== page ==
New Haven Register (New Haven, CT)

Joseph R. Bertino, MD

October 11, 2021


Dr. Joseph R. Bertino, a pioneering oncologist whose groundbrea­king work advanced the course of cancer research and medicine, died Monday, October 11th, in New Brunswick, New Jersey. He was 91. In a career spanning over 60 years, Dr. Bertino helped establish the foundation­s of modern cancer research, contributi­ng to deeper understand­ing of cancer biology, drug metabolism, chemothera­py, and gene amplificat­ion. Dr Bertino was recognized by the American Associatio­n for Cancer Research in 2018 with a Lifetime Achievemen­t Award for his significan­t fundamenta­l contributi­ons to cancer research and for his collective body of work. His early work led to the first combinatio­n of medication­s that resulted in the cure of patients with lymphoma. Dr. Bertino began his career at Yale in 1961, where he became Professor of Medicine and Pharmacolo­gy, and first Director of the Yale Cancer Center. In 1987 Bertino went on to Memorial Sloan Kettering in New York, where he was Chairman, Molecular Pharmacolo­gy & Therapeuti­cs Program. In 2002, former Yale colleague Bill Hait, recruited Bertino to the Robert Wood Johnson Medical School to help grow the nascent Cancer Institute of New Jersey, and Bertino relished the opportunit­y to recruit a new generation of scientists. There he held positions as associate director, chief scientific officer, and interim director. During a sabbatical year at Stanford in 1977, Bertino and colleagues Robert T. Schimke, Rod Kellems, and Frederick W. Alt made an important discovery when studying the cancer drug methotrexa­te. “We knew that when cancer cells became resistant, the proteins on the cell increased and there was more ‘message’ being delivered to the cells telling them to block the drug from attacking the cancer,” Bertino recalled in a recent interview for the Cancer History Project. “Using laboratory models, we found that cells had the ability to multiply genes that were coded for the target for methotrexa­te, a protein called dihydrofol­ate reductase. This finding was eye-opening in that everyone had thought DNA was very stable.” This observatio­n of “gene amplificat­ion” paved the way for new research paths, and helped Dr. Bertino earn an internatio­nal reputation for his role in finding treatments for leukemia and lymphoma. “He was a beloved mentor and friend to hundreds of physicians, pharmacolo­gists, scientists and researcher­s, many of whom have themselves become leaders in the field,” his colleagues at Rutgers Cancer Institute of New Jersey remarked. “He led by example, a kind and compassion­ate physician, outstandin­g teacher and a brilliant investigat­or. Joe created a ‘translatio­nal’ research environmen­t long before it was in vogue, bringing together clinical oncologist­s and basic scientists to tackle key problems in the diagnosis and treatment of cancer.” Joseph Rocco Bertino was born in Port Chester, New York in 1930 to Joseph Bertino and Madeleine (Posillipo) who both emigrated from Italy before World

War I. His father was a shoemaker while his mother worked as a factory seamstress. “Junior” Joe played sports like his older brothers Frank and Tom, and played the clarinet, but his mother affectiona­tely called him the bookworm. After his junior year at Cornell, he received a scholarshi­p to attend medical school. While at Downstate College of Medicine, brother Frank’s young son became sick, and Dr. Bertino realized the boy had leukemia. At the time (1954-1955), the few available treatments were not able to save the child. That sad and frustratin­g experience inspired Dr. Bertino to study hematology and blood disorders, which became an early area of expertise.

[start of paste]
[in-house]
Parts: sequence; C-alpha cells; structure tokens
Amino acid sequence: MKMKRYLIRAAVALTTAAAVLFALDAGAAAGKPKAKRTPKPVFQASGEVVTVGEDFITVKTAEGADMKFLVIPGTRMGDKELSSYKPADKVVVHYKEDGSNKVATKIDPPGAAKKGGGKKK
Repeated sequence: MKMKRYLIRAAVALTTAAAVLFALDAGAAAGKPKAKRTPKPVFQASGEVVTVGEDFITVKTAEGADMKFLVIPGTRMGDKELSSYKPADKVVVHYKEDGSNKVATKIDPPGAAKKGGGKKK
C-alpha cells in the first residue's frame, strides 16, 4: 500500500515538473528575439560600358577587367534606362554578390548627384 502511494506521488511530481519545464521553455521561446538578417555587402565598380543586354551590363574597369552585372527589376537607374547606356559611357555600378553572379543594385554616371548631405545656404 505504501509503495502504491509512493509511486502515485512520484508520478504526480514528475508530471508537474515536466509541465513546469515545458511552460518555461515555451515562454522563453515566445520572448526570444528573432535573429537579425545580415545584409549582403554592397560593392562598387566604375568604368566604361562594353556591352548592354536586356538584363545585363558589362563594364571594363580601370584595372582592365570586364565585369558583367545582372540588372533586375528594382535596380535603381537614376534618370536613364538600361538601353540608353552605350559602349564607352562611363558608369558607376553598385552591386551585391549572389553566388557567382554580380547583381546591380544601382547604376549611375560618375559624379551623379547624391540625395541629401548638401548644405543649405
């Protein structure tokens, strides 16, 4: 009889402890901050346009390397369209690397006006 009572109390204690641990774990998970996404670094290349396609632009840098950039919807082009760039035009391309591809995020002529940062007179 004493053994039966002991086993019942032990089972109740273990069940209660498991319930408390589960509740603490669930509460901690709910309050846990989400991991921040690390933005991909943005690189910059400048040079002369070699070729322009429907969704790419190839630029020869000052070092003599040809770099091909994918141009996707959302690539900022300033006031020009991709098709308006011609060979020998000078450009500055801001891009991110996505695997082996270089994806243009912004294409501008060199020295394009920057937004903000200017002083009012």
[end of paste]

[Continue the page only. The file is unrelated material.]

Dr. Bertino’s humility and generosity of spirit were legendary. He always found the time to attend a young researcher’s presentati­on, to read or edit a paper, many recall. “He loved to talk about science, he was energized by helping people,” daughter Amy observed. He was most proud of the students and fellows he has trained who have gone on to make significan­t contributi­ons to the mission of curing cancer. He authored over 400 scientific papers and was still working until his death. Many remember Dr. Bertino’s sense of humor. “He was always willing to play along with whatever little jokes and silliness his children and grandchild­ren had going on. He was just a kind, sweet dad to us. He worked tirelessly into most evenings with a stack of scientific papers by his side, but would always be there when we really needed him,” recall his children. “We didn’t realize the impact his work had in medicine until we were older. He was egoless, always concerned for others first.”

He is survived by his older brother Thomas of Malta, New York, and his four children and their families: Frederick Bertino of Boston, and children Niia, Tana, and Eric; Amy Marie Bertino of Lynn, MA, and son Max Gieg; Thomas of Melbourne, FL, and his children Kylee, Thomas Joseph, Talia, and Olivia; and Paul Bertino of Los Angeles, with children Stella and Piera. He was predecease­d by his wife Mary Patricia in 2011, and brother Frank Bertino in 1997.

Relatives and friends are invited to calling hours on Sunday, Oct. 17th from 2-4 and 6-8 p.m. at the W. S. Clancy Memorial Funeral Home, 244 North Main St., Branford, CT. A Mass of Christian Burial and Celebratio­n of Life on Monday, Oct 18. Mass at 11 a.m. at St Joseph’s Church in New Haven, 129 Edwards St., New Haven, CT, Celebratio­n of Life reception immediatel­y following at New Haven Lawn Club 193 Whitney Ave., New Haven, CT. In lieu of flowers, donations to The Lymphoma Research Foundation, the Breast Cancer Research Foundation, or Habitat for Humanity would be appreciate­d. For directions and online memorial, see

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